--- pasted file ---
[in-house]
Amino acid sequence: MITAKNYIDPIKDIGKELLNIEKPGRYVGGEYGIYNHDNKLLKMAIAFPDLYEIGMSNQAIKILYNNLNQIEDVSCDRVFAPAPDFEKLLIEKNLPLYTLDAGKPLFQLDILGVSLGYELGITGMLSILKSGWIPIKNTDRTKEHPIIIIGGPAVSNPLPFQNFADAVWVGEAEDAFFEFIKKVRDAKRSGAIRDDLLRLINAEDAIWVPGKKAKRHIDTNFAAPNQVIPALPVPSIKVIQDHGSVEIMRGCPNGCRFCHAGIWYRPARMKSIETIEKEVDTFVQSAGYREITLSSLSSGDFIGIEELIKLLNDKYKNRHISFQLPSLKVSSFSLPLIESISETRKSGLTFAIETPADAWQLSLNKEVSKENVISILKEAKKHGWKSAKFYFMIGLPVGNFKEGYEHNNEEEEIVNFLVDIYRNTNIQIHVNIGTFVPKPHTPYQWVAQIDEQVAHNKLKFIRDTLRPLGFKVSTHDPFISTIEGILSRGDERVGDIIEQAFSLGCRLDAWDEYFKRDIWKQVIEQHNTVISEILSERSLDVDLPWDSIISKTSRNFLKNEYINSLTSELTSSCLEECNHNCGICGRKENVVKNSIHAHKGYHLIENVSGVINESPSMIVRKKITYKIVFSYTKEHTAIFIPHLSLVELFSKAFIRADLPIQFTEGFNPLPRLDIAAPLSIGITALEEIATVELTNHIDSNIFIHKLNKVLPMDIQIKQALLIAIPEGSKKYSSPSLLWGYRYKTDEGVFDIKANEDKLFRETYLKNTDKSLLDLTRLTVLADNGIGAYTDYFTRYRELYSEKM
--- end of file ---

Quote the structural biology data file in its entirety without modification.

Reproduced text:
[in-house]
Amino acid sequence: MITAKNYIDPIKDIGKELLNIEKPGRYVGGEYGIYNHDNKLLKMAIAFPDLYEIGMSNQAIKILYNNLNQIEDVSCDRVFAPAPDFEKLLIEKNLPLYTLDAGKPLFQLDILGVSLGYELGITGMLSILKSGWIPIKNTDRTKEHPIIIIGGPAVSNPLPFQNFADAVWVGEAEDAFFEFIKKVRDAKRSGAIRDDLLRLINAEDAIWVPGKKAKRHIDTNFAAPNQVIPALPVPSIKVIQDHGSVEIMRGCPNGCRFCHAGIWYRPARMKSIETIEKEVDTFVQSAGYREITLSSLSSGDFIGIEELIKLLNDKYKNRHISFQLPSLKVSSFSLPLIESISETRKSGLTFAIETPADAWQLSLNKEVSKENVISILKEAKKHGWKSAKFYFMIGLPVGNFKEGYEHNNEEEEIVNFLVDIYRNTNIQIHVNIGTFVPKPHTPYQWVAQIDEQVAHNKLKFIRDTLRPLGFKVSTHDPFISTIEGILSRGDERVGDIIEQAFSLGCRLDAWDEYFKRDIWKQVIEQHNTVISEILSERSLDVDLPWDSIISKTSRNFLKNEYINSLTSELTSSCLEECNHNCGICGRKENVVKNSIHAHKGYHLIENVSGVINESPSMIVRKKITYKIVFSYTKEHTAIFIPHLSLVELFSKAFIRADLPIQFTEGFNPLPRLDIAAPLSIGITALEEIATVELTNHIDSNIFIHKLNKVLPMDIQIKQALLIAIPEGSKKYSSPSLLWGYRYKTDEGVFDIKANEDKLFRETYLKNTDKSLLDLTRLTVLADNGIGAYTDYFTRYRELYSEKM